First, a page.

Russian neighbor Estonia signs MOU with NuScale on feasibility of Small Nuclear Reactors

Aug. 26, 2022
Under this new MOU, NuScale will support Fermi Energia as it conducts further analysis and considers deploying a NuScale VOYGR SMR power plant in country to meet clean, baseload energy needs by 2031

Another European nation which is moving away from Russian natural gas is now exploring the carbon-free potential of small reactor nuclear power.

Estonia’s Fermi Energia wants to explore small modular reactors (SMRs) in the nation that shares a lengthy border with Russia. Currently most of Estonia’s power generation is fueled by fossil resources such as coal and gas, but it wants to move toward stiffer carbon emissions reductions and may phase out Russia gas imports by the end of this year.

Fermi Energia has signed a memorandum of understanding (MOU) with SMR developer NuScale Power. Oregon-based NuScale recently gained U.S. regulatory approval to move ahead with projects based on its small reactor designs.

Under this new MOU, NuScale will support Fermi Energia as it conducts further analysis and considers deploying a NuScale VOYGR SMR power plant in country to meet clean, baseload energy needs by 2031.

“Considering the geopolitics of today, this agreement builds upon the existing momentum and strong interest from the international community,” said John Hopkins, NuScale Power President and CEO. “NuScale looks forward to working with Fermi Energia as they evaluate how our SMRs can become a key component of Estonia’s energy future.”

The company’s VOYGR SMR power plant configuration could employ as many as 12 of the 77-MW small reactors The reactors measure 65 feet tall by nine feet in diameter.

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The containment vessel surrounding the reactor would have a water pool built below grade, according to NuScale. The heat generated by natural circulation over the core then is passed into the water that drives the steam generators.

The NuScale light water reactor has up to 24 months in its refueling cycle. It needs only about a 20th of the nuclear fuel size of the large reactors, according to projections.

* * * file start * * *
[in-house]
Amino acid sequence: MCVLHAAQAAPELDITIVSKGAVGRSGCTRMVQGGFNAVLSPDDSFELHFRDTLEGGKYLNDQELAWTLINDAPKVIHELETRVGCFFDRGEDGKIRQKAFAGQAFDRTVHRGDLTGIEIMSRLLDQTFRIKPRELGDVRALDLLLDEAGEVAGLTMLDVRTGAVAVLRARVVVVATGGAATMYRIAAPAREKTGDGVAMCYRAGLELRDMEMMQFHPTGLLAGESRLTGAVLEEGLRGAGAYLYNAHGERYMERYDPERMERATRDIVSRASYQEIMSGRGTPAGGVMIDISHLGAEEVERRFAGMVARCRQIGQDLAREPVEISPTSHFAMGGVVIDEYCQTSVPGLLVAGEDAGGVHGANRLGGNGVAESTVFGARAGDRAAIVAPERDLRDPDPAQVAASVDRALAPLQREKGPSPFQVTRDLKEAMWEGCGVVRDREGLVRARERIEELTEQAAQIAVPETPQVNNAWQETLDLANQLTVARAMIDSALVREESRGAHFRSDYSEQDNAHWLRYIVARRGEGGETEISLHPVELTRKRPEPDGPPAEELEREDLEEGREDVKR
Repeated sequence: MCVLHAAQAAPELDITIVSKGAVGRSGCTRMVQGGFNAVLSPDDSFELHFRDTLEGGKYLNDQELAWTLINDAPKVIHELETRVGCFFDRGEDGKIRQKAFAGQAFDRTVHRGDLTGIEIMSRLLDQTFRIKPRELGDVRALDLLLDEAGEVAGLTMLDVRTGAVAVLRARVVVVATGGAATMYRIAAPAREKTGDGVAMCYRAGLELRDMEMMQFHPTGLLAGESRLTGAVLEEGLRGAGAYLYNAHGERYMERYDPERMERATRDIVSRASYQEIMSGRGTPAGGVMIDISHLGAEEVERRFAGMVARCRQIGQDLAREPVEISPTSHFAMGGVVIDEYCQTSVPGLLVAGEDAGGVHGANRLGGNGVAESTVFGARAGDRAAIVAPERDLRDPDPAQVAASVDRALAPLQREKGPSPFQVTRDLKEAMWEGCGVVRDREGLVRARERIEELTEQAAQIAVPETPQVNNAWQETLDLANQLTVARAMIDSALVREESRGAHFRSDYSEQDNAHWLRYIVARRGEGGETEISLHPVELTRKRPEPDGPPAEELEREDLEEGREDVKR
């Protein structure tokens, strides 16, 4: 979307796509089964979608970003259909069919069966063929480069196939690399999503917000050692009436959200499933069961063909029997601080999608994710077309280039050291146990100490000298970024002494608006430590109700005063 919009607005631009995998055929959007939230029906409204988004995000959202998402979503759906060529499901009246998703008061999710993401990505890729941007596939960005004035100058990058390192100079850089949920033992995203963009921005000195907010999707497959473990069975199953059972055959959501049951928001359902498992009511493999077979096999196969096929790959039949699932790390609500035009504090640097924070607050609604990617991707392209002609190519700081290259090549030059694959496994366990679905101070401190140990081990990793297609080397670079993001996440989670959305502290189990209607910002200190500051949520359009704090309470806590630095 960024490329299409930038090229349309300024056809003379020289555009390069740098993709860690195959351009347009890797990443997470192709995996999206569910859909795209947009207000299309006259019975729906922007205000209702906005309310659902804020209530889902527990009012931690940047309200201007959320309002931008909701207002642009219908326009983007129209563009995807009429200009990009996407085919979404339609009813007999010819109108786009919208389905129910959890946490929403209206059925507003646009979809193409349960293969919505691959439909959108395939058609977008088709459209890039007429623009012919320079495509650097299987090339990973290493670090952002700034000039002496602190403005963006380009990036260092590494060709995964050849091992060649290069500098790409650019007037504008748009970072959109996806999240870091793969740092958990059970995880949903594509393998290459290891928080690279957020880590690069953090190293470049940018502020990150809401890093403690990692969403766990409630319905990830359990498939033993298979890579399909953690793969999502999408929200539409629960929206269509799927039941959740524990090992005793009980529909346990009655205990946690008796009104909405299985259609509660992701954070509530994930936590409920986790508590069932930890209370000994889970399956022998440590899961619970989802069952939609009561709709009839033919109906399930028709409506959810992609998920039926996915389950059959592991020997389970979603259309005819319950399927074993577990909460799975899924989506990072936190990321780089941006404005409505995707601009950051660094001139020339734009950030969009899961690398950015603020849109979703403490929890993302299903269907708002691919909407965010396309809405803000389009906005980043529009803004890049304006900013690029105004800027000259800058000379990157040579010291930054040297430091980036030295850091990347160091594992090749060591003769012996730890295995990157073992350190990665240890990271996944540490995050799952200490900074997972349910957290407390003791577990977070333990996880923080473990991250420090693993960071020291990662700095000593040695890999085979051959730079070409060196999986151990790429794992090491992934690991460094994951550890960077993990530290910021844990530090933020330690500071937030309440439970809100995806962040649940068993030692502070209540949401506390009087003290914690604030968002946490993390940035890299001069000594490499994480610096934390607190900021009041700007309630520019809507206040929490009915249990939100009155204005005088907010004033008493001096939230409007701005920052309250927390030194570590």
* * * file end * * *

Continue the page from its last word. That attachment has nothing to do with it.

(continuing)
Proponents say the SMR designs are smaller and less expensive to build than conventional nuclear power plants. Other companies working the small and advanced nuclear reactor space include X- energy and Terra Power, among others.

“The great advantage of the new generation of small modular reactors is clearly manifested in the case of Estonia. They fit better into the electricity grid, are more flexible and economical to operate, and meet stricter safety requirements than the existing nuclear plants,” said Kalev Kallemets, Fermi Energia CEO and co-founder. “Before choosing the most suitable technology for Estonia, we will conduct a comprehensive analysis and evaluate which of the small reactors that will become market-ready in the near future best meets Estonia's needs to produce CO2-free energy year-round, in any weather, at an affordable price.”

Poland also is studying the feasibility of SMR nuclear within its borders. 

In the U.S. there are no small nuclear reactors in commercial operation yet. Overall, nuclear power plants generate about 20 percent of the nation’s electricity and more than half of its carbon-free power, according to the U.S. Energy Information Administration.

Estonia traditionally has relied on coal-fired power, oil shale and other fossil fuels. The northern European nation is considered one of the more advanced economies out of the countries occupied by the former Soviet Union until 1991.

It does have Russian natural gas pipelines within its boundaries.

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(Rod Walton, senior editor for EnergyTech, is a 14-year veteran of covering the energy industry both as a newspaper and trade journalist. He can be reached at [email protected]). 

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